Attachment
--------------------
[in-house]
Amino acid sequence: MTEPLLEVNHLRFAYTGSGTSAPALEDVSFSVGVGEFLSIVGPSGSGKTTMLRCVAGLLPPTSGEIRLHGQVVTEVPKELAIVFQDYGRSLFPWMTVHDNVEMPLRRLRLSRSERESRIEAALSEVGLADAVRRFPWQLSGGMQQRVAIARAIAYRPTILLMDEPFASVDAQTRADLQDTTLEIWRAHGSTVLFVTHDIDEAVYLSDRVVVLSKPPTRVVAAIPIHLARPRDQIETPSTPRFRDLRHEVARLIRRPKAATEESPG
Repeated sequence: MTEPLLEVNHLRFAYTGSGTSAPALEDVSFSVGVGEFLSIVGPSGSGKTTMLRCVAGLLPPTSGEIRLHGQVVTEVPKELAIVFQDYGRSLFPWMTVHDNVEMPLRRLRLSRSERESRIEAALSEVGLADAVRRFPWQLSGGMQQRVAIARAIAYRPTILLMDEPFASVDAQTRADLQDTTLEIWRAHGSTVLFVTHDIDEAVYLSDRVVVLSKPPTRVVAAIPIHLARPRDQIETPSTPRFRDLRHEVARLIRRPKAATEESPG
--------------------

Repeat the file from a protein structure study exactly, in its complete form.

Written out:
[in-house]
Amino acid sequence: MTEPLLEVNHLRFAYTGSGTSAPALEDVSFSVGVGEFLSIVGPSGSGKTTMLRCVAGLLPPTSGEIRLHGQVVTEVPKELAIVFQDYGRSLFPWMTVHDNVEMPLRRLRLSRSERESRIEAALSEVGLADAVRRFPWQLSGGMQQRVAIARAIAYRPTILLMDEPFASVDAQTRADLQDTTLEIWRAHGSTVLFVTHDIDEAVYLSDRVVVLSKPPTRVVAAIPIHLARPRDQIETPSTPRFRDLRHEVARLIRRPKAATEESPG
Repeated sequence: MTEPLLEVNHLRFAYTGSGTSAPALEDVSFSVGVGEFLSIVGPSGSGKTTMLRCVAGLLPPTSGEIRLHGQVVTEVPKELAIVFQDYGRSLFPWMTVHDNVEMPLRRLRLSRSERESRIEAALSEVGLADAVRRFPWQLSGGMQQRVAIARAIAYRPTILLMDEPFASVDAQTRADLQDTTLEIWRAHGSTVLFVTHDIDEAVYLSDRVVVLSKPPTRVVAAIPIHLARPRDQIETPSTPRFRDLRHEVARLIRRPKAATEESPG